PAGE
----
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I have seen an example of Singleton class object where it has a map containing user-id and password retrieved from database. This will help not to hit DB everytime during user login.

Now i am thinking, can't this be done through ServletContext attribute.

Basically on both the cases we will have application wide object.

So, Can we use ServletContext attribute in this case.

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Yes, a ServletContext attribute could be used. –  Paul Grime Feb 15 '12 at 16:56
    
Singletons are soo much overvalued, misunderstood and abused. Don't think about it until you really understand why you would need one. –  BalusC Feb 15 '12 at 18:16

2 Answers 2

up vote 2 down vote accepted

If you need to access the Map from anywhere in your application then yes it is actually the best place to place it.

You can register a Servlet Context Listener and on contextInitialized you can get a singleton and store it as an attribute of ServletContext

Then access it using by anywhere in your web application by getting the corresponding attribute

getServletContext().getAttribute("UsersMap");

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If the data in the DB is basically static, then yes, you could do so. If the data in the DB is dynamic, then no, this is not recommended. You'd otherwise need to write quite some code to keep the DB and the servletcontext variable in sync. When a new user registers on the webapp you of course want this user to be able to login.

Regardless, what if you have 1 million users in DB? Would you really want to copy this all into server's memory? For what purposes? This completely defeats the purpose of the DB. Do you want to validate a login? I really can't imagine why validating a login would be that expensive that you need to have a copy of the entire DB in server's memory. This is a job which a bit decent DB can do in less than a millisecond. The cause of the problem must definitely be solved elsewhere.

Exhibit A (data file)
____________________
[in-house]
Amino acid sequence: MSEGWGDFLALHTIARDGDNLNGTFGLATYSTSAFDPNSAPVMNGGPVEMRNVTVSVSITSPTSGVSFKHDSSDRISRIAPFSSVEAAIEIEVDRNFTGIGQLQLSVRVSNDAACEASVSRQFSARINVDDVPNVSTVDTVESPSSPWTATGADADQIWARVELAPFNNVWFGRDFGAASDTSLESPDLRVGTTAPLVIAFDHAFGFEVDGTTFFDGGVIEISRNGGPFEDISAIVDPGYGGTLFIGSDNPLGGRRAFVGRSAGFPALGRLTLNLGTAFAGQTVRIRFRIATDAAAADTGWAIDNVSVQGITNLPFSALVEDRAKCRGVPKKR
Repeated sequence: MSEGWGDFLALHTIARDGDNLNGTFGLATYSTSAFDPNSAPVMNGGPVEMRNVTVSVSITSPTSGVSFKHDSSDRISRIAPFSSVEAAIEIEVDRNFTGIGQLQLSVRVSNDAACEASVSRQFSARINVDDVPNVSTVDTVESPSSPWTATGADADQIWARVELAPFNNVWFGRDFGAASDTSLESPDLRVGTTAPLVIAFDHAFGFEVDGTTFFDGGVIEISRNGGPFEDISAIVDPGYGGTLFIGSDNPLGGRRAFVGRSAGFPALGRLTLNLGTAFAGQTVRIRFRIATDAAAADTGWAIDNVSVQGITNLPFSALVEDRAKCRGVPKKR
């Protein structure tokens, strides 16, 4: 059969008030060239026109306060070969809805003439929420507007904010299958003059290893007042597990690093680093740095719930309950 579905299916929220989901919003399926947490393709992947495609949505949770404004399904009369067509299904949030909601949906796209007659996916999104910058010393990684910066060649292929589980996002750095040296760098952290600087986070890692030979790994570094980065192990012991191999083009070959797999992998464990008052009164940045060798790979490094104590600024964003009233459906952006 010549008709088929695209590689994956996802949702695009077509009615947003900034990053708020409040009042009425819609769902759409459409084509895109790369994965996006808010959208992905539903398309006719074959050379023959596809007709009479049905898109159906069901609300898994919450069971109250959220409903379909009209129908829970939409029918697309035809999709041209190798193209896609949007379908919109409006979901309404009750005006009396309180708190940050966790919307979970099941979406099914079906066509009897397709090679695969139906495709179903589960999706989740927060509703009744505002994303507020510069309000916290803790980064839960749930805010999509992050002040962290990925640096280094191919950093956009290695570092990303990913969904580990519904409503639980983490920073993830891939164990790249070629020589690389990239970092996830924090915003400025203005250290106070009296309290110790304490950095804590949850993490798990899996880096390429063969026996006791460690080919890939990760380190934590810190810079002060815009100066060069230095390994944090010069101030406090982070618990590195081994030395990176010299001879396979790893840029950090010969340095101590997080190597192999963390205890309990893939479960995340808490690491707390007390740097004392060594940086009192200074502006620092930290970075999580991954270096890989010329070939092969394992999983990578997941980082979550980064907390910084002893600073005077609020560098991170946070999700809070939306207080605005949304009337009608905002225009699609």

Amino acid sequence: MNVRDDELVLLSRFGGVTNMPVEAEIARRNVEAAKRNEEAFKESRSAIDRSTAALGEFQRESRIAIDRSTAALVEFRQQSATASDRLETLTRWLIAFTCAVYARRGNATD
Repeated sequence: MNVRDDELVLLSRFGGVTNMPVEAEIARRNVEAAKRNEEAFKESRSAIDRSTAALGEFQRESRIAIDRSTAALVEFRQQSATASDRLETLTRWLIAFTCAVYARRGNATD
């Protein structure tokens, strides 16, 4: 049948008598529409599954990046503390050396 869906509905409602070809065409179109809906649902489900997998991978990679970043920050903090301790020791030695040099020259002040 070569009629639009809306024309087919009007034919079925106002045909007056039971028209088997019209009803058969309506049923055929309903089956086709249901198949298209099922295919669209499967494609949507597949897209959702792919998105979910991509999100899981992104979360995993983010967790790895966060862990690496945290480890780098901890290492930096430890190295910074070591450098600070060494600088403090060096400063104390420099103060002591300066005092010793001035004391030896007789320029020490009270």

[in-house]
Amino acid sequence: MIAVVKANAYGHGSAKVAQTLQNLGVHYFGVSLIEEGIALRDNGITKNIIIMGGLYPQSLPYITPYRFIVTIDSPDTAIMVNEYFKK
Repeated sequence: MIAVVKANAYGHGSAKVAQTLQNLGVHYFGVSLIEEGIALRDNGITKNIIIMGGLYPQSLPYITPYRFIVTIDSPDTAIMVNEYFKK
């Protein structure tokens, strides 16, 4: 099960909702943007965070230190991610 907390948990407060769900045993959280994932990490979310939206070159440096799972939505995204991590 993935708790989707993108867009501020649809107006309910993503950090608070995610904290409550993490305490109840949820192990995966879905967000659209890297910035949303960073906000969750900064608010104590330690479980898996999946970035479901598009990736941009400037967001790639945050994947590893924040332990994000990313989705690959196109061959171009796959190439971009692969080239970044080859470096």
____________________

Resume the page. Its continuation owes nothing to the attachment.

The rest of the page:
Perhaps you're unnecessarily copying the entire DB into Java's memory and doing the validation fully in Java on a per-row basis instead of utilizing the SQL WHERE clause? Something like this?

resultSet = statement.executeQuery("SELECT * FROM users");

while (resultSet.next()) {
    if (username.equals(resultSet.getString("username")) && password.equals(resultSet.getString("password"))) {
        valid = true;
        break;
    }
}

This is a very often recurring thinking mistake among beginners who are new to databases and not understanding the powers of SQL. If you set an UNIQUE index on the username column and index the password column as well, the following is way much more efficient:

statement = connection.prepareStatement("SELECT id FROM users WHERE username=? AND password=md5(?)");
statement.setString(1, username);
statement.setString(2, password);
resultSet = statement.executeQuery();
valid = resultSet.next();
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I am not sure I get your point completely.I mean is 1 M user names that many for memory?What if you use a caching mechanism for example?Do you think caching is a bad idea? –  Cratylus Feb 15 '12 at 20:27
    
@user384706: Point is, why would you have a copy of DB in memory if a well designed DB can pick the match for you in a subsecond? As to caching, I'd use JPA instead of JDBC. It allows second level cache configuration. –  BalusC Feb 15 '12 at 20:31
    
First of all, why are you mentioning copying the entire DB?The OP just wants the user-names cached.Let's assume that 1 M user do exist in the DB.Is that two much overhead to be placed e.g. in a HashMap?Additionally there are caching mechanisms for whole the DB; I think Guava cache does that and there is memcached and other libraries.Why do they exist if db is so fast?The reason I am asking these,is that you are more experienced than me and I am trying to get your point here. –  Cratylus Feb 15 '12 at 21:11

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